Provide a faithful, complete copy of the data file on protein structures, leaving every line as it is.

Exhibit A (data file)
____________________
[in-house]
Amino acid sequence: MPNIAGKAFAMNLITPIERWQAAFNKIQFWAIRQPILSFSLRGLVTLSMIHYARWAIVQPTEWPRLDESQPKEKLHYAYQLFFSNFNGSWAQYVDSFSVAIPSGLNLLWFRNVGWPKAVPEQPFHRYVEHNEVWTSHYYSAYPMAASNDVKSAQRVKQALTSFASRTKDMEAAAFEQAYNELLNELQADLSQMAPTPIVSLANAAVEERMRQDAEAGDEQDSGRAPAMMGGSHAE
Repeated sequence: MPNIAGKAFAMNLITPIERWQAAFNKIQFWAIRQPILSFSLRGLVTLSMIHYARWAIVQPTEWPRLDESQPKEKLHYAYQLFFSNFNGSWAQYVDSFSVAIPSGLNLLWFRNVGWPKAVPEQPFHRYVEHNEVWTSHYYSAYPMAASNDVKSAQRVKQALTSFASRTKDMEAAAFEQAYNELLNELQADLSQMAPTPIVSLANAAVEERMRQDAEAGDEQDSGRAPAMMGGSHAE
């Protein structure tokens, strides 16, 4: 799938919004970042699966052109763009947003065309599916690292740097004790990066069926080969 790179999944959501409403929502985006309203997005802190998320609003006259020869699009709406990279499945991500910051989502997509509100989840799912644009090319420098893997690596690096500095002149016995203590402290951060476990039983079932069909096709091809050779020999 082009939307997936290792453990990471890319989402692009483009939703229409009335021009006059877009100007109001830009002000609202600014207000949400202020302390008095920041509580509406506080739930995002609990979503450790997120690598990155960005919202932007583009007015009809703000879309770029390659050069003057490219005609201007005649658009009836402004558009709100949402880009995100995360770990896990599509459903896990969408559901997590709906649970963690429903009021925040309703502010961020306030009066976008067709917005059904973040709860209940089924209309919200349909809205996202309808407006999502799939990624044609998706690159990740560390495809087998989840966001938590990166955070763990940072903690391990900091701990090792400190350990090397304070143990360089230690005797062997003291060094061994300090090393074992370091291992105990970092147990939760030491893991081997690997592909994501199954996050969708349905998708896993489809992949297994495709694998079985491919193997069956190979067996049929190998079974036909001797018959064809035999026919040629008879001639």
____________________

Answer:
[in-house]
Amino acid sequence: MPNIAGKAFAMNLITPIERWQAAFNKIQFWAIRQPILSFSLRGLVTLSMIHYARWAIVQPTEWPRLDESQPKEKLHYAYQLFFSNFNGSWAQYVDSFSVAIPSGLNLLWFRNVGWPKAVPEQPFHRYVEHNEVWTSHYYSAYPMAASNDVKSAQRVKQALTSFASRTKDMEAAAFEQAYNELLNELQADLSQMAPTPIVSLANAAVEERMRQDAEAGDEQDSGRAPAMMGGSHAE
Repeated sequence: MPNIAGKAFAMNLITPIERWQAAFNKIQFWAIRQPILSFSLRGLVTLSMIHYARWAIVQPTEWPRLDESQPKEKLHYAYQLFFSNFNGSWAQYVDSFSVAIPSGLNLLWFRNVGWPKAVPEQPFHRYVEHNEVWTSHYYSAYPMAASNDVKSAQRVKQALTSFASRTKDMEAAAFEQAYNELLNELQADLSQMAPTPIVSLANAAVEERMRQDAEAGDEQDSGRAPAMMGGSHAE
């Protein structure tokens, strides 16, 4: 799938919004970042699966052109763009947003065309599916690292740097004790990066069926080969 790179999944959501409403929502985006309203997005802190998320609003006259020869699009709406990279499945991500910051989502997509509100989840799912644009090319420098893997690596690096500095002149016995203590402290951060476990039983079932069909096709091809050779020999 082009939307997936290792453990990471890319989402692009483009939703229409009335021009006059877009100007109001830009002000609202600014207000949400202020302390008095920041509580509406506080739930995002609990979503450790997120690598990155960005919202932007583009007015009809703000879309770029390659050069003057490219005609201007005649658009009836402004558009709100949402880009995100995360770990896990599509459903896990969408559901997590709906649970963690429903009021925040309703502010961020306030009066976008067709917005059904973040709860209940089924209309919200349909809205996202309808407006999502799939990624044609998706690159990740560390495809087998989840966001938590990166955070763990940072903690391990900091701990090792400190350990090397304070143990360089230690005797062997003291060094061994300090090393074992370091291992105990970092147990939760030491893991081997690997592909994501199954996050969708349905998708896993489809992949297994495709694998079985491919193997069956190979067996049929190998079974036909001797018959064809035999026919040629008879001639």